Why is this important?
The National Construction Agenda is important because it provides guidance for construction industry stakeholders (e.g., industry, labor, professionals, and academics) to prioritize their work on key gap issues. The Agenda is broad and reflects the diversity of the construction industry. However, not every issue of interest is found on the present list in an attempt to focus on stakeholders’ evidence-driven perceptions of today's priority topics. We are open to your input in the form of recommended additions, modifications or deletions from the draft list of priority topics enumerated above. The National Construction Agenda is a living document that will benefit from free exchange of ideas, opinions, and data; which is our goal in distribution of this Newsletter. We look forward to hearing from you.
Please take a closer look at the draft goals at http://www.cdc.gov/niosh/nora/councils/const/pubprod.html and share your comments with us.
Here are some recent NIOSH supported construction products that you might be interested in:
Simple Solutions: Ergonomics for Construction Workers
Preventing Worker Deaths and Injuries from Contacting Overhead Power Lines with Metal Ladders
NIOSH Safety and Health Topic: Lyme Disease
Additionally, here are some recent mining publications with relevance for construction given similarity in equipment and hazards:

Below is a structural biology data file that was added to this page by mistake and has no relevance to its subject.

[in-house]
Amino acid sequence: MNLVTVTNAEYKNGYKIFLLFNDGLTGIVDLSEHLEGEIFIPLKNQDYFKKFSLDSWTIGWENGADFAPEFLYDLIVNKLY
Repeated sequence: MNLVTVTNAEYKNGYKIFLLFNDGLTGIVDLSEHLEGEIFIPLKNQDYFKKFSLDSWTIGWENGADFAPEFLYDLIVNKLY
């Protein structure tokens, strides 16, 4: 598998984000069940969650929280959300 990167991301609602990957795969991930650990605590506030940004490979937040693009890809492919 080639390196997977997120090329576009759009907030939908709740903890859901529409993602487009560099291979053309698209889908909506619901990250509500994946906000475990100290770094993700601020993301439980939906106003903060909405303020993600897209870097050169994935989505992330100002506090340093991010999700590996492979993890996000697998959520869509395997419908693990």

Technology News 528 - Recirculation Filter Is Key to Improving Dust Control in Enclosed Cabs http://www.cdc.gov/niosh/mining/pubs/pubreference/outputid2546.htm
Technology News 527 - The Partial Cab: A New Noise Engineering Control for Surface Drill Rigs
The “2007 Construction Chartbook” is due out on January 1. 2008 in both hard copy and web form. This reference book, prepared by the CPWR Center for Construction Research and Training with support from NIOSH, will contain over 50 charts relevant to construction industry safety and health statistics. This product will be available in print form or electronic version from the CPWR (http://www.cpwr.com/rp-chartbook.html).
To receive NIOSH documents or for more information about occupational safety and health topics, contact:
1-800-CDC-INFO (1-800-232-4636) • 1-888-232-6348 (TTY)
or visit the NIOSH Web site at http://www.cdc.gov/niosh